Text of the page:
Responsibility, says 30-something playwright Stephen Belber, doesn't come easily to his peers. "It's vogue to be a slacker in this generation," the New York-based writer says.
"Everything is not black and white. But how do we feel when we have to actually own up to who we are or what we've done?" he asks, echoing a theme that runs through all his work.
That theme is the core question in his three-person, one-act play "Tape," currently enjoying a revival at the Coast Playhouse in West Hollywood, Calif., through May 11.
The show is a "Rashomon"-like investigation by two men and a woman into a sexual encounter that took place a decade before their present-day meeting in a Michigan hotel room.
They offer varying accounts of the event, each character taking a different degree of responsibility for his or her actions.
"When I was writing the play, I was thinking of [then-President Clinton] trying to apologize for slavery," Mr. Belber says. "I remember thinking at the time: 'If you can't do it right, then don't do it at all.' "
When the 65-minute show first opened in New York in 1999, it was a quick success, leading The Wall Street Journal to write: " 'Tape' reminds us why we go to the theater."
The play was quickly picked up by a movie producer and made into a low-budget independent film starring Uma Thurman, Ethan Hawke, and Robert Sean Leonard. The Lions Gate production headlined the prestigious Sundance Film Festival in 2000.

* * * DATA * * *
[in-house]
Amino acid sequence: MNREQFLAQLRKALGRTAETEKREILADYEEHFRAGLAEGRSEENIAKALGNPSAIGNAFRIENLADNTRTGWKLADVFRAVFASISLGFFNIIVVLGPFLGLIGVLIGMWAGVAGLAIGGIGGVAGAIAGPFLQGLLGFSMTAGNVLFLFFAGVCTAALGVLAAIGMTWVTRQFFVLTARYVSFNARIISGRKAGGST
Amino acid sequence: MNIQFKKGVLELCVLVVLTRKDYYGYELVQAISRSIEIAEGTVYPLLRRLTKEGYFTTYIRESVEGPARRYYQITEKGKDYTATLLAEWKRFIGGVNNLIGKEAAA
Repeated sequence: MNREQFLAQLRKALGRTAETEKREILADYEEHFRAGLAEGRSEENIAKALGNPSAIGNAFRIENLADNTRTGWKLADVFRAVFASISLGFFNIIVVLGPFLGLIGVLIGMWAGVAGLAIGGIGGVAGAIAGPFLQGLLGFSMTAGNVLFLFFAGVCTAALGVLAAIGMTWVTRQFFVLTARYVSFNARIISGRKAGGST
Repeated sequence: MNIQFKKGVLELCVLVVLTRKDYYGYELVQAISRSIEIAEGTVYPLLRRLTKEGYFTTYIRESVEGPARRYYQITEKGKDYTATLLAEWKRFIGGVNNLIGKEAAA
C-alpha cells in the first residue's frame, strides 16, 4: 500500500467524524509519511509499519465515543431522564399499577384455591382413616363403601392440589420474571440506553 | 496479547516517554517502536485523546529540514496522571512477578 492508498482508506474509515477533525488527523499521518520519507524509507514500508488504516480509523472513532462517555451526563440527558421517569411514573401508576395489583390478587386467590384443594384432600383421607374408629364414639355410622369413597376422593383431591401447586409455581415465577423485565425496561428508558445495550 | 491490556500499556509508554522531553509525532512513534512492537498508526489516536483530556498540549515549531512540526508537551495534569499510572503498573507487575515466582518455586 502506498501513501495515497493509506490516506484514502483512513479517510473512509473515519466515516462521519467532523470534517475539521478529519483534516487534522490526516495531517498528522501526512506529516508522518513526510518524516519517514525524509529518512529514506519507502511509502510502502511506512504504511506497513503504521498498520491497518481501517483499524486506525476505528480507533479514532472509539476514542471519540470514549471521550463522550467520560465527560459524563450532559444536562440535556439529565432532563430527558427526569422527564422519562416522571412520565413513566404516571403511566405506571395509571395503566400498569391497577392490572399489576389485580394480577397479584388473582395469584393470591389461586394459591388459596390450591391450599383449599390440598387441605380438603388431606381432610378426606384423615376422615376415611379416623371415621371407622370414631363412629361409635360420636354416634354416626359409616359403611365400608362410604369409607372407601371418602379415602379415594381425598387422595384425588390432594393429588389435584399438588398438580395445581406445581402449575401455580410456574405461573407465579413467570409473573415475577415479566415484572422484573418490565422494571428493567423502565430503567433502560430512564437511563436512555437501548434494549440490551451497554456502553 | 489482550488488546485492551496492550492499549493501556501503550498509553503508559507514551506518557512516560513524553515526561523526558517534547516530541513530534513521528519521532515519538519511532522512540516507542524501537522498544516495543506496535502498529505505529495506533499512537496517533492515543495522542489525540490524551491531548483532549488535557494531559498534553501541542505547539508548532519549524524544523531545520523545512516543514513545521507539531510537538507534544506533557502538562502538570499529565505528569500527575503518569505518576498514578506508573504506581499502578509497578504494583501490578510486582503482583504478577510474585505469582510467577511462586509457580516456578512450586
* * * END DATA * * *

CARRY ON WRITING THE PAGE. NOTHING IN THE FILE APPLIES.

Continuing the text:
Now the play is being revived in limited engagements with the original cast, in part, Belber says, because the themes of individual and group responsibility are so timely after the events of Sept. 11.
The playwright says he developed a deeper appreciation for the relationship between a single member of society and the community at large after working on "The Laramie Project," a play about the murder of homosexual teenager Matthew Shepard in Laramie, Wyo. Belber was co-writer of "The Laramie Project" prior to penning "Tape."
To develop "Laramie," the writers spent months interviewing local residents.
"What we saw and found was that people wanted to distance themselves from the crime, from any responsibility," he says. "There's a system in place where, once we get to a certain place, we don't want to look back."
Belber says he developed a new appreciation for both the strengths and weaknesses of what he calls the American character in the wake of Sept. 11. He spent time in Europe with his wife, who is French, and found that he saw American behavior in a new light.
"There is something about the force of American determination that is a great strength," the writer says. "But it can also turn on us and become our greatest weakness."
Belber says his plays often feature a lead male character who is full of that quintessential American drive, but is confused by things he doesn't understand.
In the case of "Tape," the confusion is compounded by the memories of the characters colliding with one another.
"People tend to use memory to create their persona or sense of identity," he says. "[But] what happens when that rug gets pulled out, and you are forced to revisit old events and realize that you may not be who you thought you were?"